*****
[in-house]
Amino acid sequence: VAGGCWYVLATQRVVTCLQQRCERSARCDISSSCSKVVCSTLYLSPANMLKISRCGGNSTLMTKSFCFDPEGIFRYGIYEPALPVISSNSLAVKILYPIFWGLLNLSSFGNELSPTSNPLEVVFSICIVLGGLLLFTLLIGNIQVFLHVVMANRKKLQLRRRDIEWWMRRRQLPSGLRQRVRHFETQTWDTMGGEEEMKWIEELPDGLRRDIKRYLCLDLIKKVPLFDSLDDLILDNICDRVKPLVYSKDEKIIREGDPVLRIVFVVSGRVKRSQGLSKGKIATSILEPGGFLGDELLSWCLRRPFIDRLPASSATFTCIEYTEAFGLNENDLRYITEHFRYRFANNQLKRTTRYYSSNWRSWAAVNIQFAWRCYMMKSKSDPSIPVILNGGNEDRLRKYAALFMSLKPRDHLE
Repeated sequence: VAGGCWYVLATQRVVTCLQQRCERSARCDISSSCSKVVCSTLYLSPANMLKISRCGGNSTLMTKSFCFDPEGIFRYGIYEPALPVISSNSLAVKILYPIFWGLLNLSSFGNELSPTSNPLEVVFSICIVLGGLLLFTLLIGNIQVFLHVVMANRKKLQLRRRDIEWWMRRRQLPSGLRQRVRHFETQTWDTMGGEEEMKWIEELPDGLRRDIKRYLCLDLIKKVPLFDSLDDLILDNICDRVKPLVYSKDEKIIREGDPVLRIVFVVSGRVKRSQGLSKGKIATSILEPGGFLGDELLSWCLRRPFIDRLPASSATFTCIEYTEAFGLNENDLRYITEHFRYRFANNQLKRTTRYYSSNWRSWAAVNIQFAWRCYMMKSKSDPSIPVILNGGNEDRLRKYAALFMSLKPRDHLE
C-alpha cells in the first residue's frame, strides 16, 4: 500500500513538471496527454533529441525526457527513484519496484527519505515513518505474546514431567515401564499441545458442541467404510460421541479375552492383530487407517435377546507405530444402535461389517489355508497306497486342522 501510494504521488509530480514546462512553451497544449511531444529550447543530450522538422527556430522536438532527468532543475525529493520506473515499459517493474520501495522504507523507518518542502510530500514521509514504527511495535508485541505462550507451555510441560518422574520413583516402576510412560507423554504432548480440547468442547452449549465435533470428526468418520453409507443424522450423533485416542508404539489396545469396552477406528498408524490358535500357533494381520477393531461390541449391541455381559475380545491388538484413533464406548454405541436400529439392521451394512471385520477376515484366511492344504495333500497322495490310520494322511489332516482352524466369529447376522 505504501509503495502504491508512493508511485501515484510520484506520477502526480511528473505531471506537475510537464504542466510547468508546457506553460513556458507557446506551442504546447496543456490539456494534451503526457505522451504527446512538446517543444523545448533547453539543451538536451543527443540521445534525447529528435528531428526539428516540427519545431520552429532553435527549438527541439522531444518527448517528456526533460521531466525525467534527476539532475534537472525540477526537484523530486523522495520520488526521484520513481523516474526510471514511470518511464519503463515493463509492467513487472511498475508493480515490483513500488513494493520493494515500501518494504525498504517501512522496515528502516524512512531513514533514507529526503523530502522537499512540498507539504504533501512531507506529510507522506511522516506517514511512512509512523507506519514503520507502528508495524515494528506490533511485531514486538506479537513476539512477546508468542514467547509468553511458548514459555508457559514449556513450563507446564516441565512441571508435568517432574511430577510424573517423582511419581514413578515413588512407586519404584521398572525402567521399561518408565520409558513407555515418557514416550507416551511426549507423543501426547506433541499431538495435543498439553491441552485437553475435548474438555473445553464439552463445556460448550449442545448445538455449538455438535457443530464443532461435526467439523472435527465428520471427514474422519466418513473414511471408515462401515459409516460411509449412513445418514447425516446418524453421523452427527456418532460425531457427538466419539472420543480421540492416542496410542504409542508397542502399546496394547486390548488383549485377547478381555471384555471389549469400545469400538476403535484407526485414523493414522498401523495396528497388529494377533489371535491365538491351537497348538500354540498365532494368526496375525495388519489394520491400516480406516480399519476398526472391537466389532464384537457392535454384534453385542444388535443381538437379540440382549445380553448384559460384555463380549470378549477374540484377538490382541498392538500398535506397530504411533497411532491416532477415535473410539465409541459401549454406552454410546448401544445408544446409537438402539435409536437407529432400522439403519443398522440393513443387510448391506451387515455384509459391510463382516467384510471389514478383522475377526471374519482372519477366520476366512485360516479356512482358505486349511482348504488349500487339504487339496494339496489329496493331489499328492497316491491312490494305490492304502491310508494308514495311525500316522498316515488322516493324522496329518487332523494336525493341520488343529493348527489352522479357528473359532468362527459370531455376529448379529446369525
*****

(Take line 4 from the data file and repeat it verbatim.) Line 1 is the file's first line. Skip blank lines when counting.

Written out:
C-alpha cells in the first residue's frame, strides 16, 4: 500500500513538471496527454533529441525526457527513484519496484527519505515513518505474546514431567515401564499441545458442541467404510460421541479375552492383530487407517435377546507405530444402535461389517489355508497306497486342522 501510494504521488509530480514546462512553451497544449511531444529550447543530450522538422527556430522536438532527468532543475525529493520506473515499459517493474520501495522504507523507518518542502510530500514521509514504527511495535508485541505462550507451555510441560518422574520413583516402576510412560507423554504432548480440547468442547452449549465435533470428526468418520453409507443424522450423533485416542508404539489396545469396552477406528498408524490358535500357533494381520477393531461390541449391541455381559475380545491388538484413533464406548454405541436400529439392521451394512471385520477376515484366511492344504495333500497322495490310520494322511489332516482352524466369529447376522 505504501509503495502504491508512493508511485501515484510520484506520477502526480511528473505531471506537475510537464504542466510547468508546457506553460513556458507557446506551442504546447496543456490539456494534451503526457505522451504527446512538446517543444523545448533547453539543451538536451543527443540521445534525447529528435528531428526539428516540427519545431520552429532553435527549438527541439522531444518527448517528456526533460521531466525525467534527476539532475534537472525540477526537484523530486523522495520520488526521484520513481523516474526510471514511470518511464519503463515493463509492467513487472511498475508493480515490483513500488513494493520493494515500501518494504525498504517501512522496515528502516524512512531513514533514507529526503523530502522537499512540498507539504504533501512531507506529510507522506511522516506517514511512512509512523507506519514503520507502528508495524515494528506490533511485531514486538506479537513476539512477546508468542514467547509468553511458548514459555508457559514449556513450563507446564516441565512441571508435568517432574511430577510424573517423582511419581514413578515413588512407586519404584521398572525402567521399561518408565520409558513407555515418557514416550507416551511426549507423543501426547506433541499431538495435543498439553491441552485437553475435548474438555473445553464439552463445556460448550449442545448445538455449538455438535457443530464443532461435526467439523472435527465428520471427514474422519466418513473414511471408515462401515459409516460411509449412513445418514447425516446418524453421523452427527456418532460425531457427538466419539472420543480421540492416542496410542504409542508397542502399546496394547486390548488383549485377547478381555471384555471389549469400545469400538476403535484407526485414523493414522498401523495396528497388529494377533489371535491365538491351537497348538500354540498365532494368526496375525495388519489394520491400516480406516480399519476398526472391537466389532464384537457392535454384534453385542444388535443381538437379540440382549445380553448384559460384555463380549470378549477374540484377538490382541498392538500398535506397530504411533497411532491416532477415535473410539465409541459401549454406552454410546448401544445408544446409537438402539435409536437407529432400522439403519443398522440393513443387510448391506451387515455384509459391510463382516467384510471389514478383522475377526471374519482372519477366520476366512485360516479356512482358505486349511482348504488349500487339504487339496494339496489329496493331489499328492497316491491312490494305490492304502491310508494308514495311525500316522498316515488322516493324522496329518487332523494336525493341520488343529493348527489352522479357528473359532468362527459370531455376529448379529446369525